Sunday, January 16, 2011


Last Saturday was hot. By 10am, when Stephen and I went out to Lyttleton to shop it was already smoking and by lunch, when we returned it was about 32 degrees centigrade. We unloaded the food, planted the pepper plants we had purchased, ate some food and grabbed our swimsuits. Then, along with our friend visiting from Whitehorse, we climbed back into the car and drove up into the Port Hills.

We wandered about Godley Head, from gun placement to gun placement. Unfortunately, the camera I had brought was dead, but you can see pictures from a previous trip here. It was a little different, as the tunnel walk was closed due to earthquake damage, but we managed to find some awesome tunnels to explore related to the massive underground gun magazines. We wandered back to the car and drove the twisting road down through Lyttleton and over to Corsair Bay, where we scoffed some tasty ice cream and then dove into the bay and washed the sweat of the day off our bodies. We returned home just as the wind was picking up and the sky was filling with the tell tale signs of Nor'wester.

[Nor'wester sky - the arch is just barely visible in the bottom left]

Now Nor'westers are definitely Canterbury phenomenon. Occurring when warm moist air from the Tasman Sea is blown up against the Southern Alps, the clouds are forced to drop their moisture (as rain) and rise quickly. As the cross over the mountains and drop down again they pick up a lot of heat from the plains and by the time they reach the East coast of the South Island it is a hot, dry wind that can sometimes reach gale force strength. The Nor'wester is often associated with an amazing sky and what is known as the Nor'wester arch, with dense clouds above the East coast with an absolutely clear sky to the West. Locally known, and widely accepted, to affect people's moods, it also usually means a poor night of sleep. Because it's so amazingly hot.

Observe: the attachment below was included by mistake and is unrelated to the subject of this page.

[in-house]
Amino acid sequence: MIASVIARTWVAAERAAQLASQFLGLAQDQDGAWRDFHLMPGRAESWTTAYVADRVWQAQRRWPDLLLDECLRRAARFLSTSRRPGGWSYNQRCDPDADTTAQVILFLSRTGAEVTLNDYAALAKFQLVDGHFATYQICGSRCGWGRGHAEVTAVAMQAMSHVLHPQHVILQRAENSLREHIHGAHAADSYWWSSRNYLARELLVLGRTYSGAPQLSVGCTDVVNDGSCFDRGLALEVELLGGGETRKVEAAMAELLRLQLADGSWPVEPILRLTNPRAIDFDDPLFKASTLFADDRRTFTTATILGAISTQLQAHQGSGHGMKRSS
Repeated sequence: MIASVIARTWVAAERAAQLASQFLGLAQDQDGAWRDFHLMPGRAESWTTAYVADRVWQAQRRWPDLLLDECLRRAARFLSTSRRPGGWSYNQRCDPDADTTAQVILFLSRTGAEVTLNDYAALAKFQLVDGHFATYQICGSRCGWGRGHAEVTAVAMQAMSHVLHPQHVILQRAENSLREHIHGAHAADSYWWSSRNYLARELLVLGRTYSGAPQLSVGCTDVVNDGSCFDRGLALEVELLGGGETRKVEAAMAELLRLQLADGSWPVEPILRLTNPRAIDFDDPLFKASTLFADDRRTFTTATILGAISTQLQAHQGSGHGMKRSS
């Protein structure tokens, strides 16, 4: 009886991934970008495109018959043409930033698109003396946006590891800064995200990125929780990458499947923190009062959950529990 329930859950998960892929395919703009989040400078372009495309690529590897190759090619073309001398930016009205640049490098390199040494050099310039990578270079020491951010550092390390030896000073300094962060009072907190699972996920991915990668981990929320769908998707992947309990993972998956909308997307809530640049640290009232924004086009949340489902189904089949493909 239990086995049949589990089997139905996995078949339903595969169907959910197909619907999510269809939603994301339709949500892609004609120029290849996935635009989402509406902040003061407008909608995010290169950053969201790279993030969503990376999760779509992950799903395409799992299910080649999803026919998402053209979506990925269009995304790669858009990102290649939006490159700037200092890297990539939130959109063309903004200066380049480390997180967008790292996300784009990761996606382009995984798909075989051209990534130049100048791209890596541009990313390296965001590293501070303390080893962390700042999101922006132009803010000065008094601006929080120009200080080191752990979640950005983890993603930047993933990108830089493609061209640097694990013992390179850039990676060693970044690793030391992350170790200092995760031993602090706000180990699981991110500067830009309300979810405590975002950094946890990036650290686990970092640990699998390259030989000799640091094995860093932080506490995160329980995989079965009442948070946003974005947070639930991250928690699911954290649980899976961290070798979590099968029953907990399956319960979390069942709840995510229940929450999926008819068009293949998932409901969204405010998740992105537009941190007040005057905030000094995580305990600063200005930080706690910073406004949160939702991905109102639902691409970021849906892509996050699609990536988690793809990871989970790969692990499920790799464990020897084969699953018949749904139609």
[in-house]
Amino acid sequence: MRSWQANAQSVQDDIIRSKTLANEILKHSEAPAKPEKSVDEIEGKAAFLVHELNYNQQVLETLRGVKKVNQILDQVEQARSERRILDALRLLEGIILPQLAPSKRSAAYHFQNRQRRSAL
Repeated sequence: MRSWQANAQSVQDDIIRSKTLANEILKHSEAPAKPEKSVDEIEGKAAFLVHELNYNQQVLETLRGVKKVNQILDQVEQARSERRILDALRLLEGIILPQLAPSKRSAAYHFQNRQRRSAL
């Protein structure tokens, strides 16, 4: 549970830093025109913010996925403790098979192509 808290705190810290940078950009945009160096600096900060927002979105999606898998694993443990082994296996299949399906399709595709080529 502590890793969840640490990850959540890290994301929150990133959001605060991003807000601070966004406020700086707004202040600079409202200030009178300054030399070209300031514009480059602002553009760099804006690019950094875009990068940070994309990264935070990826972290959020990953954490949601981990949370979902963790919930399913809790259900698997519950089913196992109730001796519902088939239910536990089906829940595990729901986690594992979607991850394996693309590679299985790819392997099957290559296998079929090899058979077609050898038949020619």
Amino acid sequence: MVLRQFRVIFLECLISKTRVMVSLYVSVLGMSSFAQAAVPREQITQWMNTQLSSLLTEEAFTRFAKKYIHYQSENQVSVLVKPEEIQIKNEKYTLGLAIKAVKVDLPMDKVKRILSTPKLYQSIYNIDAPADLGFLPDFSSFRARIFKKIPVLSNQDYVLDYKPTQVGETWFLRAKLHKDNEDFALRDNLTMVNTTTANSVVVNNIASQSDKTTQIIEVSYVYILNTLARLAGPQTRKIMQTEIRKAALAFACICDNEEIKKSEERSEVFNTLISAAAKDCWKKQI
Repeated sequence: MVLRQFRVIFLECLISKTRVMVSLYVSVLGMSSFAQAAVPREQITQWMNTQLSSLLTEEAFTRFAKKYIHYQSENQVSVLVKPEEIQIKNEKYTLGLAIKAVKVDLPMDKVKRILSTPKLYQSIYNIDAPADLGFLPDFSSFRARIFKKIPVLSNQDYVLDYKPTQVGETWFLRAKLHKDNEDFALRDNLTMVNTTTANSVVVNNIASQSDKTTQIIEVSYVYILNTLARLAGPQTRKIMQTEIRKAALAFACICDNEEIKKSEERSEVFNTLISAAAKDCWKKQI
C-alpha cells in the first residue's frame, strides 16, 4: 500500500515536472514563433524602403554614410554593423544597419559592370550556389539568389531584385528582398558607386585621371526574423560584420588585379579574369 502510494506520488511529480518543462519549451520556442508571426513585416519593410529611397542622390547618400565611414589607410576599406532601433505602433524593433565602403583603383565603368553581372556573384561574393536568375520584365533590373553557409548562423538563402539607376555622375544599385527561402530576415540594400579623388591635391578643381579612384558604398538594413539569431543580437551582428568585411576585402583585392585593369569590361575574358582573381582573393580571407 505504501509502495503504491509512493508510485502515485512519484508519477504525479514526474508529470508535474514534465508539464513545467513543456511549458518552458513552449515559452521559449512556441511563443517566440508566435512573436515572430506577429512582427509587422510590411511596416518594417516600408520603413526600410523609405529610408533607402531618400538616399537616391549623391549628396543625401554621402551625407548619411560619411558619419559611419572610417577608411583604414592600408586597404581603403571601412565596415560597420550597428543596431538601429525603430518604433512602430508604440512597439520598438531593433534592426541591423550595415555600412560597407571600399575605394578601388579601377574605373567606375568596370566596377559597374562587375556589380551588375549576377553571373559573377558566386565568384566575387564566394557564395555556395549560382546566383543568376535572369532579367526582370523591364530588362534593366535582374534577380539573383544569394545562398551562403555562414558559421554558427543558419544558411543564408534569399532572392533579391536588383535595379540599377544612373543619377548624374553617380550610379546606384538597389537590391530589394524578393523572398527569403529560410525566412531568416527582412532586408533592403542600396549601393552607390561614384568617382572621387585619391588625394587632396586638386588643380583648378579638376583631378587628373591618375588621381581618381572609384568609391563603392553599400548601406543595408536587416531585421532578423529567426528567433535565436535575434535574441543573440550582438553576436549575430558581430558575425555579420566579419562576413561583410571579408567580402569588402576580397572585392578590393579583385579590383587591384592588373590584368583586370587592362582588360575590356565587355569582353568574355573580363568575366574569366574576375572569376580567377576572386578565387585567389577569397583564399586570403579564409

[Despite the wind, our BBQ was nice - as per usual]

So after, a tasty BBQ with our neighbours and friends, we settled into bed for a restless nights' sleep. Hoping tomorrow would maybe not be quite so hot.

1 comment:

  1. I sit at my desk looking out the west window. The wind skirls from the coast sending snow wraiths off the roof whipping under the eves before my window before blasting into the woods beyond. The air temperature has risen 15 C in twelve hours but the sharp wind means it feels just as cold as this morning. I've postponed my trip into the White Pass to another day.